The Supercars circus returns to town tomorrow with a promise to cause less disruption before the second running of the Newcastle 500 motor race.
Contractors will close off Wharf Road between Watt Street and Horseshoe Beach Road on Monday and start erecting a works compound near Foreshore Park.
The six weeks of construction until the race weekend on November 23, 24 and 25 will include installing concrete and wire barriers, removing roundabouts and speed humps, and building grandstands and the three-storey pit building.
Last year’s bump-in also began in mid-October but followed months of major road and landscaping works to build the circuit.
Some residents campaigned last year against the Newcastle 500 being run through the city’s main heritage precinct, and many remain unhappy with noise, access, vibration, parking and insurance issues arising from the first event.
The Supercars track work and now-completed light rail construction in Hunter and Scott streets discouraged people from coming into the city centre for months.
Event manager Kurt Sakzewski said Supercars had refined its bump-in schedule to install the track’s concrete barriers “a little bit later and little bit quicker”.
“It should be a little bit easier for everybody,” he said. “Everything we learnt from last year we can put into practice this year.”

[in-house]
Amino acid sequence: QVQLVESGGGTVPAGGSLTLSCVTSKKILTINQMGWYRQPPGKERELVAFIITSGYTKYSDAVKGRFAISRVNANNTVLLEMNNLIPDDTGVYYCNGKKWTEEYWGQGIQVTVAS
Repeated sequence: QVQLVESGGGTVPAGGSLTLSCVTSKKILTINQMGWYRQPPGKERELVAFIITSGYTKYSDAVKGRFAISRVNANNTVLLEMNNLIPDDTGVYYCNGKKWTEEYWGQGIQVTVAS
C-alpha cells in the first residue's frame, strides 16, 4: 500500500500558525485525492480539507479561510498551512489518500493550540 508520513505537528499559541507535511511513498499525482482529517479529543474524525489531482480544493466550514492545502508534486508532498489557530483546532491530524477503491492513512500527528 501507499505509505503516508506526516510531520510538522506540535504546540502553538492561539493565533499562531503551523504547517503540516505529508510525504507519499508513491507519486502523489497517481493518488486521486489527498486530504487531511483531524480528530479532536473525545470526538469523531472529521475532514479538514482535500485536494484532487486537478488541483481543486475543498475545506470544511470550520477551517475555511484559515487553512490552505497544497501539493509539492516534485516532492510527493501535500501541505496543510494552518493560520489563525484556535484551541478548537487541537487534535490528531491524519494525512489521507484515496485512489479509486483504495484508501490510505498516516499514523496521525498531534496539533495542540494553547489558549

Destination NSW, the state government tourism agency, said in July that it was happy with the economic benefits that flowed from last year’s event.
It said more than 20,500 people had travelled “specifically” to attend the race, and these visitors had spent $12.5 million, although 15 per cent of this spend was outside the Hunter.
Some Newcastle hotels and hospitality businesses shared in the bounty, but many said they had suffered months of disruption without gaining extra trade.
It is understood Newcastle City Council is working on activities to draw spectators to the CBD on Thursday, Friday and Sunday night during the race weekend.
UK rock band Simple Minds will headline the main Supercars concert at No.1 Sportsground on the Saturday night.
Mr Sakzewski said Supercars was also working with Renew Newcastle, the operator of the newly restored Newcastle Station, to “finalise details of how that space can be used as part of the event”.
“We’ll be inviting people to come in there,” he said.
The station was used to house race teams in support categories in 2017, but these will move to Foreshore Park this year.
Mr Sakzewski said he would not be surprised if attendance dropped “a little bit” this year, but the grandstands had almost sold out again.
Supercars last week announced a rejig to its 2019 calendar, but the Newcastle 500 will remain in late November as the final race in the championship.
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